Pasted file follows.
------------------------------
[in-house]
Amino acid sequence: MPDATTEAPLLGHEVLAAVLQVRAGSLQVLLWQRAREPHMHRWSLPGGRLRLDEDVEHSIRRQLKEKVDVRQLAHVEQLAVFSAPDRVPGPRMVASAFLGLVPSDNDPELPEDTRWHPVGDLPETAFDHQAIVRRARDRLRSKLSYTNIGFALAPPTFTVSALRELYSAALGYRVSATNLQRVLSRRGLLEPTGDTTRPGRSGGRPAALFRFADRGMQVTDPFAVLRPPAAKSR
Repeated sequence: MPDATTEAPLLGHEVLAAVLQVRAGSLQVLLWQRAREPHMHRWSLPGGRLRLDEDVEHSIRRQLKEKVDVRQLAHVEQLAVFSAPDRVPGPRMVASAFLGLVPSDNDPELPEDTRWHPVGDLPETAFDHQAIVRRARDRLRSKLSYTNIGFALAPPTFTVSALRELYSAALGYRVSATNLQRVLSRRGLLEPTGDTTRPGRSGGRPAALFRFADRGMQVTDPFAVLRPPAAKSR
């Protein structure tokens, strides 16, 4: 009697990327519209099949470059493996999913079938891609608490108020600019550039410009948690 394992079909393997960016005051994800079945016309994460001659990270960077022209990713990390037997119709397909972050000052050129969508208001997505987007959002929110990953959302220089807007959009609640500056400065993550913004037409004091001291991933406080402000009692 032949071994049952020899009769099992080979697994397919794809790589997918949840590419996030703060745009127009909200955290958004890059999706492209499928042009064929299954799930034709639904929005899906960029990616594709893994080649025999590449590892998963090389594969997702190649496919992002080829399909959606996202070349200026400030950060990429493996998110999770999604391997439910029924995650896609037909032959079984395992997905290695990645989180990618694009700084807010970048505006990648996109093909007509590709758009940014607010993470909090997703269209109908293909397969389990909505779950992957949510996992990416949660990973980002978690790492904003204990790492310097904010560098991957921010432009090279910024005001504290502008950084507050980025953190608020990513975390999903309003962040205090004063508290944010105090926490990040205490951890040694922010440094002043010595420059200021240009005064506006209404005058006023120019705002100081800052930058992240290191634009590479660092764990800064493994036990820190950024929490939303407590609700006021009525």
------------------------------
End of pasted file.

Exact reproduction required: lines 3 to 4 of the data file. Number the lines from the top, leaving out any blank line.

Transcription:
Repeated sequence: MPDATTEAPLLGHEVLAAVLQVRAGSLQVLLWQRAREPHMHRWSLPGGRLRLDEDVEHSIRRQLKEKVDVRQLAHVEQLAVFSAPDRVPGPRMVASAFLGLVPSDNDPELPEDTRWHPVGDLPETAFDHQAIVRRARDRLRSKLSYTNIGFALAPPTFTVSALRELYSAALGYRVSATNLQRVLSRRGLLEPTGDTTRPGRSGGRPAALFRFADRGMQVTDPFAVLRPPAAKSR
């Protein structure tokens, strides 16, 4: 009697990327519209099949470059493996999913079938891609608490108020600019550039410009948690 394992079909393997960016005051994800079945016309994460001659990270960077022209990713990390037997119709397909972050000052050129969508208001997505987007959002929110990953959302220089807007959009609640500056400065993550913004037409004091001291991933406080402000009692 032949071994049952020899009769099992080979697994397919794809790589997918949840590419996030703060745009127009909200955290958004890059999706492209499928042009064929299954799930034709639904929005899906960029990616594709893994080649025999590449590892998963090389594969997702190649496919992002080829399909959606996202070349200026400030950060990429493996998110999770999604391997439910029924995650896609037909032959079984395992997905290695990645989180990618694009700084807010970048505006990648996109093909007509590709758009940014607010993470909090997703269209109908293909397969389990909505779950992957949510996992990416949660990973980002978690790492904003204990790492310097904010560098991957921010432009090279910024005001504290502008950084507050980025953190608020990513975390999903309003962040205090004063508290944010105090926490990040205490951890040694922010440094002043010595420059200021240009005064506006209404005058006023120019705002100081800052930058992240290191634009590479660092764990800064493994036990820190950024929490939303407590609700006021009525």